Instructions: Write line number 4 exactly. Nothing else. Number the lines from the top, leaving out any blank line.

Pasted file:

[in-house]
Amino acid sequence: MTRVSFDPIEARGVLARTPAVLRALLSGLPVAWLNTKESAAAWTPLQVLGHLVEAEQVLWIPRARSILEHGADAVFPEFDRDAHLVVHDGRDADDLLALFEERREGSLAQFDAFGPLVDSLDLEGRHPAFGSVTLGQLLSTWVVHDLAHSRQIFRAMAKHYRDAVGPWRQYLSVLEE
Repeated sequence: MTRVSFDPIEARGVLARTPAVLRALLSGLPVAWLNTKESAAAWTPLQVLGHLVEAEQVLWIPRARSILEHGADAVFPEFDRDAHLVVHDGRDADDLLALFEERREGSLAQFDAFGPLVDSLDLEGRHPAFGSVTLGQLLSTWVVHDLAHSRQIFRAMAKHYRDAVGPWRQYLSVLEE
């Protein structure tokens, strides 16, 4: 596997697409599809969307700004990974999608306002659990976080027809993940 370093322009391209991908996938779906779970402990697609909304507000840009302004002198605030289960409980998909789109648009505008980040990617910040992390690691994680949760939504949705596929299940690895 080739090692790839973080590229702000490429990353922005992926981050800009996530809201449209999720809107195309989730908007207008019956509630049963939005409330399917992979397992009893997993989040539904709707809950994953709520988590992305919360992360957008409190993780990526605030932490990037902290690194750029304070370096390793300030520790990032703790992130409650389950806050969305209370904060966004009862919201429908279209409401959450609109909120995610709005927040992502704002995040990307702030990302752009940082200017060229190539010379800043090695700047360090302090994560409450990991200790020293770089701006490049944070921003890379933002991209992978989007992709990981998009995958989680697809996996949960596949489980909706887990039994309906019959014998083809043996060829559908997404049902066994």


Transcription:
């Protein structure tokens, strides 16, 4: 596997697409599809969307700004990974999608306002659990976080027809993940 370093322009391209991908996938779906779970402990697609909304507000840009302004002198605030289960409980998909789109648009505008980040990617910040992390690691994680949760939504949705596929299940690895 080739090692790839973080590229702000490429990353922005992926981050800009996530809201449209999720809107195309989730908007207008019956509630049963939005409330399917992979397992009893997993989040539904709707809950994953709520988590992305919360992360957008409190993780990526605030932490990037902290690194750029304070370096390793300030520790990032703790992130409650389950806050969305209370904060966004009862919201429908279209409401959450609109909120995610709005927040992502704002995040990307702030990302752009940082200017060229190539010379800043090695700047360090302090994560409450990991200790020293770089701006490049944070921003890379933002991209992978989007992709990981998009995958989680697809996996949960596949489980909706887990039994309906019959014998083809043996060829559908997404049902066994």